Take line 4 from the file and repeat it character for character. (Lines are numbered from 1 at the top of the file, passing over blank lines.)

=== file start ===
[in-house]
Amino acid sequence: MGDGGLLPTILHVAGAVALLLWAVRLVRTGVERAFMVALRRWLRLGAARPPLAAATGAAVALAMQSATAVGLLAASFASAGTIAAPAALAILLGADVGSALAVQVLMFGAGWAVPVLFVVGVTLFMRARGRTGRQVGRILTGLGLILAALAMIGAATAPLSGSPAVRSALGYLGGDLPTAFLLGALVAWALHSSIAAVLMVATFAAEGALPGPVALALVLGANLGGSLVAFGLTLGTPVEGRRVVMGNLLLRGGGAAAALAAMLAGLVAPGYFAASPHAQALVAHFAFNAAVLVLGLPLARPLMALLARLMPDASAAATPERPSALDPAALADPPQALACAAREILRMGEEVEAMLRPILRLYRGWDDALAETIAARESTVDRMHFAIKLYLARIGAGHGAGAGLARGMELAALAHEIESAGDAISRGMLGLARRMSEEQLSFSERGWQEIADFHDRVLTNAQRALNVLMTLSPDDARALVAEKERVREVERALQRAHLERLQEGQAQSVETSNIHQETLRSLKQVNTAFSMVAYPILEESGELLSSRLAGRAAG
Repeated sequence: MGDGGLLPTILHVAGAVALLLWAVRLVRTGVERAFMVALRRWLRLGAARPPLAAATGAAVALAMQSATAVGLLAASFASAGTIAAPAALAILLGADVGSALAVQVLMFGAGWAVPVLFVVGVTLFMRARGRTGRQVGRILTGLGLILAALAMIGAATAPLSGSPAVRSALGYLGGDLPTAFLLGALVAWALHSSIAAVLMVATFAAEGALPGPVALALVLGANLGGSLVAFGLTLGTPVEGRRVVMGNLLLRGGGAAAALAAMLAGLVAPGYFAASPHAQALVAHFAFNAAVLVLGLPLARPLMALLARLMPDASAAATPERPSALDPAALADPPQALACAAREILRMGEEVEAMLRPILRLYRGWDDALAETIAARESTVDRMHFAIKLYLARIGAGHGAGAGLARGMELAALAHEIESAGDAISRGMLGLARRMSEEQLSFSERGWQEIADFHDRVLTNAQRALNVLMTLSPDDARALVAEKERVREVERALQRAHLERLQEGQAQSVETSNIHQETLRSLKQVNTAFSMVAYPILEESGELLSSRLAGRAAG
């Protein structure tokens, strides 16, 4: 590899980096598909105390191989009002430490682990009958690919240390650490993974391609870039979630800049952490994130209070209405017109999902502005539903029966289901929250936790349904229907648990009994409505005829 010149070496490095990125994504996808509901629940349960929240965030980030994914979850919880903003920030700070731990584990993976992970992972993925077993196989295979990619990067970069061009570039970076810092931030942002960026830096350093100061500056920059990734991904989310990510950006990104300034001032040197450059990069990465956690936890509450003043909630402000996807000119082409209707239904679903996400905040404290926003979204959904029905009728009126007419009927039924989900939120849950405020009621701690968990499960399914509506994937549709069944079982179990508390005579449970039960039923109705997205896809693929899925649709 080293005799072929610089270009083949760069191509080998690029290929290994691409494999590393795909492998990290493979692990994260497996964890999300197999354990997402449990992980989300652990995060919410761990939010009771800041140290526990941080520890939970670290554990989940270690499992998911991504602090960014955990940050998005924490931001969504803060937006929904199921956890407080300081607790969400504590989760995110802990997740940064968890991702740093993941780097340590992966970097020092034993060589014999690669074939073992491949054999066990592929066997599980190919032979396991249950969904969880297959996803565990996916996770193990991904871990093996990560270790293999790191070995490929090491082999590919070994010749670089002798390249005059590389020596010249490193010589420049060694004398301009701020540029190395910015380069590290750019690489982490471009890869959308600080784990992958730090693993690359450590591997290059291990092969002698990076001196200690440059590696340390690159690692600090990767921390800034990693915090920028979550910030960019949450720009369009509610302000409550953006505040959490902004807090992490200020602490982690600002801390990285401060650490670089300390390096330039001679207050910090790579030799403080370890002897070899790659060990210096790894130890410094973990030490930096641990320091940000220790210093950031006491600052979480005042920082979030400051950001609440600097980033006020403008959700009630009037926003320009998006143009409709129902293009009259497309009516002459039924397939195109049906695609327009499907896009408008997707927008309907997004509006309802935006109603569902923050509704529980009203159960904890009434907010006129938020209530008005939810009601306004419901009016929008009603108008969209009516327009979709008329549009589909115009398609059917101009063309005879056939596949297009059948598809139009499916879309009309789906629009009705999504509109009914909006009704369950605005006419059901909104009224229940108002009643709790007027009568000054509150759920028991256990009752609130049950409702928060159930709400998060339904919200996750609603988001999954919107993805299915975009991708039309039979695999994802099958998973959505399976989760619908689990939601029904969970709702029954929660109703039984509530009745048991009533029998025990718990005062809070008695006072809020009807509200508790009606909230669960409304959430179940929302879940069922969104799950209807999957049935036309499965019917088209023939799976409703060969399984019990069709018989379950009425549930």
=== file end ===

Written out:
């Protein structure tokens, strides 16, 4: 590899980096598909105390191989009002430490682990009958690919240390650490993974391609870039979630800049952490994130209070209405017109999902502005539903029966289901929250936790349904229907648990009994409505005829 010149070496490095990125994504996808509901629940349960929240965030980030994914979850919880903003920030700070731990584990993976992970992972993925077993196989295979990619990067970069061009570039970076810092931030942002960026830096350093100061500056920059990734991904989310990510950006990104300034001032040197450059990069990465956690936890509450003043909630402000996807000119082409209707239904679903996400905040404290926003979204959904029905009728009126007419009927039924989900939120849950405020009621701690968990499960399914509506994937549709069944079982179990508390005579449970039960039923109705997205896809693929899925649709 080293005799072929610089270009083949760069191509080998690029290929290994691409494999590393795909492998990290493979692990994260497996964890999300197999354990997402449990992980989300652990995060919410761990939010009771800041140290526990941080520890939970670290554990989940270690499992998911991504602090960014955990940050998005924490931001969504803060937006929904199921956890407080300081607790969400504590989760995110802990997740940064968890991702740093993941780097340590992966970097020092034993060589014999690669074939073992491949054999066990592929066997599980190919032979396991249950969904969880297959996803565990996916996770193990991904871990093996990560270790293999790191070995490929090491082999590919070994010749670089002798390249005059590389020596010249490193010589420049060694004398301009701020540029190395910015380069590290750019690489982490471009890869959308600080784990992958730090693993690359450590591997290059291990092969002698990076001196200690440059590696340390690159690692600090990767921390800034990693915090920028979550910030960019949450720009369009509610302000409550953006505040959490902004807090992490200020602490982690600002801390990285401060650490670089300390390096330039001679207050910090790579030799403080370890002897070899790659060990210096790894130890410094973990030490930096641990320091940000220790210093950031006491600052979480005042920082979030400051950001609440600097980033006020403008959700009630009037926003320009998006143009409709129902293009009259497309009516002459039924397939195109049906695609327009499907896009408008997707927008309907997004509006309802935006109603569902923050509704529980009203159960904890009434907010006129938020209530008005939810009601306004419901009016929008009603108008969209009516327009979709008329549009589909115009398609059917101009063309005879056939596949297009059948598809139009499916879309009309789906629009009705999504509109009914909006009704369950605005006419059901909104009224229940108002009643709790007027009568000054509150759920028991256990009752609130049950409702928060159930709400998060339904919200996750609603988001999954919107993805299915975009991708039309039979695999994802099958998973959505399976989760619908689990939601029904969970709702029954929660109703039984509530009745048991009533029998025990718990005062809070008695006072809020009807509200508790009606909230669960409304959430179940929302879940069922969104799950209807999957049935036309499965019917088209023939799976409703060969399984019990069709018989379950009425549930």